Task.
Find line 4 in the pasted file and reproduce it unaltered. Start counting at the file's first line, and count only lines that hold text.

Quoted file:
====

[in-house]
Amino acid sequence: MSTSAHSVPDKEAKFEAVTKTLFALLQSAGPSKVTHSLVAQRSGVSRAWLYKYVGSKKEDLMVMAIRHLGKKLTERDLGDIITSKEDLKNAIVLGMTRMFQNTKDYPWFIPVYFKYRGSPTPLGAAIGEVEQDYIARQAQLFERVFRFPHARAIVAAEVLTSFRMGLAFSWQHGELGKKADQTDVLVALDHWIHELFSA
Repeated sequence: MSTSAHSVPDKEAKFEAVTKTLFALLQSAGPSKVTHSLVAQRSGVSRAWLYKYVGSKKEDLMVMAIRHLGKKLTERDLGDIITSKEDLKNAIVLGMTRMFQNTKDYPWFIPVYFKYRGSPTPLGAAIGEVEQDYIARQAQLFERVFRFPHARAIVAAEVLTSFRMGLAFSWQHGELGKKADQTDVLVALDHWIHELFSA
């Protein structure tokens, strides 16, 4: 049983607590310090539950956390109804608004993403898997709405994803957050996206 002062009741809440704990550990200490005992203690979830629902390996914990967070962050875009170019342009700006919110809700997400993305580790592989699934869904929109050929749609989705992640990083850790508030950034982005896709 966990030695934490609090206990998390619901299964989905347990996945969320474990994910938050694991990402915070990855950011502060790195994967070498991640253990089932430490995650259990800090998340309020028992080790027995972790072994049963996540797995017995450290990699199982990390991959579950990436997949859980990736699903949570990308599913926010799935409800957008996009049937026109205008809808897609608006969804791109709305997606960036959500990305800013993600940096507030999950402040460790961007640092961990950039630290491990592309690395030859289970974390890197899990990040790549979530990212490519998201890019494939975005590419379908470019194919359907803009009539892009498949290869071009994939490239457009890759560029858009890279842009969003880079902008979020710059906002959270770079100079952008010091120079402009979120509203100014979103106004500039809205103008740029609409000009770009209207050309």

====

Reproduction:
């Protein structure tokens, strides 16, 4: 049983607590310090539950956390109804608004993403898997709405994803957050996206 002062009741809440704990550990200490005992203690979830629902390996914990967070962050875009170019342009700006919110809700997400993305580790592989699934869904929109050929749609989705992640990083850790508030950034982005896709 966990030695934490609090206990998390619901299964989905347990996945969320474990994910938050694991990402915070990855950011502060790195994967070498991640253990089932430490995650259990800090998340309020028992080790027995972790072994049963996540797995017995450290990699199982990390991959579950990436997949859980990736699903949570990308599913926010799935409800957008996009049937026109205008809808897609608006969804791109709305997606960036959500990305800013993600940096507030999950402040460790961007640092961990950039630290491990592309690395030859289970974390890197899990990040790549979530990212490519998201890019494939975005590419379908470019194919359907803009009539892009498949290869071009994939490239457009890759560029858009890279842009969003880079902008979020710059906002959270770079100079952008010091120079402009979120509203100014979103106004500039809205103008740029609409000009770009209207050309």